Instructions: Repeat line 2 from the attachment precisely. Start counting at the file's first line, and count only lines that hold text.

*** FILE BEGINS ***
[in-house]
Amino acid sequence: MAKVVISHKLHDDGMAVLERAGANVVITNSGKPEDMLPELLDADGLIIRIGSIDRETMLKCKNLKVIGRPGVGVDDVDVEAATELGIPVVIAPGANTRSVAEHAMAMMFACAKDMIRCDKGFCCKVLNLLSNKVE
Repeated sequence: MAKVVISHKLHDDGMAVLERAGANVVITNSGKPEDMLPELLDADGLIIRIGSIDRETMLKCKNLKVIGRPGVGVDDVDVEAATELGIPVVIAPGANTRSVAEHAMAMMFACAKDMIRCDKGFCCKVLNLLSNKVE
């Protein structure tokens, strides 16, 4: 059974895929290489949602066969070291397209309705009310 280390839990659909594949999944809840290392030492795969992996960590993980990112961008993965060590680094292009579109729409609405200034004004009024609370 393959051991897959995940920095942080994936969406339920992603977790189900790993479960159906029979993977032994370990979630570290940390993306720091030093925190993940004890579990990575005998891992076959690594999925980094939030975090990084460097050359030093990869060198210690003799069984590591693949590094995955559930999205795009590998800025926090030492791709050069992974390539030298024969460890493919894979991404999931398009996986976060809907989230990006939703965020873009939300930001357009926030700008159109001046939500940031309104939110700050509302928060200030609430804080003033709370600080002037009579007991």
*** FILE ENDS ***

Amino acid sequence: MAKVVISHKLHDDGMAVLERAGANVVITNSGKPEDMLPELLDADGLIIRIGSIDRETMLKCKNLKVIGRPGVGVDDVDVEAATELGIPVVIAPGANTRSVAEHAMAMMFACAKDMIRCDKGFCCKVLNLLSNKVE